Sunday, August 27, 2006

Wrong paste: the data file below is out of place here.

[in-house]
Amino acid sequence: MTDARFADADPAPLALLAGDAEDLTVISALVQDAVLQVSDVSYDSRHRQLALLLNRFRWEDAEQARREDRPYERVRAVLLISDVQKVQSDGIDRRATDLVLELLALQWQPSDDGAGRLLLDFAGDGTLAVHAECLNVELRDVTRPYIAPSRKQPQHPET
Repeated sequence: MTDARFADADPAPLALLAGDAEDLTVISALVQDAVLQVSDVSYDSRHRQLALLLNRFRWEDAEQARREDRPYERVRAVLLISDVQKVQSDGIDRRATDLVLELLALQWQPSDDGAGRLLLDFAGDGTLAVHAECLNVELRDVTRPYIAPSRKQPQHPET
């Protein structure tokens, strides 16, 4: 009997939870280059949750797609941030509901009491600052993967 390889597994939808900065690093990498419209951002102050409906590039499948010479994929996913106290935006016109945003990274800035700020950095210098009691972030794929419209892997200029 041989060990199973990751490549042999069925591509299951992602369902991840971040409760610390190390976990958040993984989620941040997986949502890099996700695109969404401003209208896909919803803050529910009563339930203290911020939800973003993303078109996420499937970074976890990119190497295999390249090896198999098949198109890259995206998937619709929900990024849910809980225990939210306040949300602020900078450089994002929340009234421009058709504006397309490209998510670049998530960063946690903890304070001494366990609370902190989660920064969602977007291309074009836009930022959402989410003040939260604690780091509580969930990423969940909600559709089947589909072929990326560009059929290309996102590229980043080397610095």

Nasrallah’s interview on New TV. So Hasan Nasrallah appeared in a long interview on New TV. The interviewer was Maryam Al-Bassan, the political director of New TV, and the brains behind the excellent news division of the station. She is the one who personally writes the political introduction of New TV’s evening news broadcast. She, more than anybody else, is responsible for the sharp and independent news coverage of New TV. Al-Bassam was one of three journalists who were selected last year to interview Nabih Briri on LBC-TV. She was so tough and so unrelenting that I heard that Birri was not amused afterwards. I was not sure how she will be in the presence of Nasrallah. She did say in her introduction that she “dreamt” of this moment during the war. I was not sure at that point whether she will live up to her well-earned reputation for an unrelenting interviewing style. She did, and exceeded expectations. Her interview was much better and more sharp than the one with Ghassan Bin Jiddu on AlJazeera during the war. She did not leave a question that can be asked by friends and foes of Nasrallah that she did not ask. I also liked that in the interview she did not hesitate to interrupt Nasrallah with a quip or a question or a point of clarification. Nasrallah clearly gave this interview for the Lebanese audience. It dealt mostly with Lebanese issues, and he wanted to address not only the audience of Hizbullah, but the larger audience of Lebanese public opinion. He seemed comfortable and confident. He denied rumors, and admitted at one point of engaging in “psychological warfare” but added that he would not, for religious reasons, lie. He addressed the allegations that are regularly made by the liars and fabricators of Israeli propaganda (repeated verbatim in Anthony Cordesman’s reports as of late—it is incredible how he is analyzing this war but by referring to the claims and allegations of one side only) to the effect that some 400 or 500 Hizbullah fighters have been killed by Israel. I never believed those lies that are now regularly reproduced in the US media. Hizbullah is holding funerals every day for all their fighters—so they can easily be counted, and he said that you can count Hizbullah casualties by reading the account of funerals in the Lebanese press. You just can’t hide those casualties, he said. He also denied the rumors that some mid-level Hizbullah leaders (some Israeli and US media still talk about Hizbullah leaders being killed not knowing that all the top leaders have appeared in public since the end of the war). He explained that there are four levels of the Hizbullah organization: the top leaders are at the top level, while the fighters are at the fourth level. He said that three people from the third level (at the level of logistical officers) were killed, and 4-5 village leaders (i.e. leaders of Hizbullah cells in their villages) of Hizbullah were killed. He denied the presence of Iranian officers and said that all Hizbullah officers are Lebanese. She asked him about the extent to which the arsenal of Hizbullah was damaged. He said that Hizbullah had been prepared for a prolonged war with Israel since the humiliating Israeli withdrawal back in 2000. He said that the preparation expected that Israel would bomb bridges and roads, and thus Hizbullah ensured the autonomy of each small region by itself, and that local regional leaders for each of the autonomous region would be in charge. They were entrusted with the decisions of steadfastness and retreat if the need be, he said. He also said that the party was able to fire missiles on Israel from near the border to the very last day of the war. He said that he in the past had said that Hizbullah owned more than 12,000 missiles, and that “more” does not mean it is 13,000 but “could” mean much more than that figure. He said that the party is still in possession of its arsenal, and is even prepared for an Israeli embargo. He also seemed clearly following not only the Lebanese press, but also the Israeli press, which he follows closely and on a daily basis. He spoke about Iran and Syria in the same typical language—and he did not distance himself from the speech of Bashshar Al-Asad. That was a weakness, especially if he wishes to win over some of the wavering Sunni Lebanese opinion. He mentioned (in favorable terms) Gen. `Awn or his movement at least three times, and that indicates that Hizbullah is quite grateful for the role that `Awn played in support of the party during the Israeli war of aggression. His references to Fu’ad As-Sanyurah (also known as Pierre Laval of Lebanon or prime minister boo hoo hoo), finally indicated frustration and some indignation. He mildly was critical of him and even implied that the delay in Lebanese government’s relief efforts is not innocent—it is not, of course. He said that Hizbullah did not even consider a 1% possibility of a war at this scale when it kidnapped the Israeli occupation soldiers. Had the party known, it would “categorically” not have kidnapped the soldiers he added. This admission was important because some supporters of the Syrian regime are engaged in bombastic rhetoric in that regard—just watch that silly speech by Bashshar Al-Asad. Al-Bassam asked him about his stature in the Arab world, and he deflected the question and stressed the policies and principles that the party supports. He categorically dismissed any reference to a Shi`ite republic in Lebanon (this was in response to Duri Sham`un—a right-wing sectarian leader in Lebanon, whose party sponsored Antoine Lahd in the past) and said that in the past enemies of Hizbullah spoke about an “Islamic republic” to scare Christians in Lebanon, and now they speak of “a Shi`ite” republic to scare Christians and Sunnis in Lebanon. But that is not fully accurate: Hizbullah itself used to speak about an Islamic republic in Lebanon. But he more than ever categorically rejected any religious state in Lebanon. It seems to me that in this regard Nasrallah played an important role in steering the party away from the idea of an Islamic republic, which was supported by some figures in the party (Ibrahim Al-Sayyid, Husayn Musawi, and Muhammad Yazbak) and by some factions in Iran. He also said that most missiles that were fired by Hizbullah targeted Israeli military installations. He said that he would not return to the National Dialogue meetings because he did not want to endanger the lives of Lebanese leaders. It bothers me how he avoids criticizing Arab governments and that may indicate Iranian—not Hizbullah—calculations but may also reflect some naïve calculations on the part of Hizbullah leaders in their dealings with Hariri Inc. Al-Bassam asked him whether Hizbullah manufactures some of its weapons. He said that “we don’t answer security questions.” He also announced an Iranian initiative for relief work in Lebanon: an Iranian official will arrive into Lebanon tomorrow, he said. He also spoke that Hizbullah is willing to support At-Ta’if accords, although the party had rejected Ta’if in the past. He called for a national unity government (to include representatives of the `Awn movement) and said that the Christians in Lebanon have been marginalized by virtue of the policies of the ruling clique in Lebanon.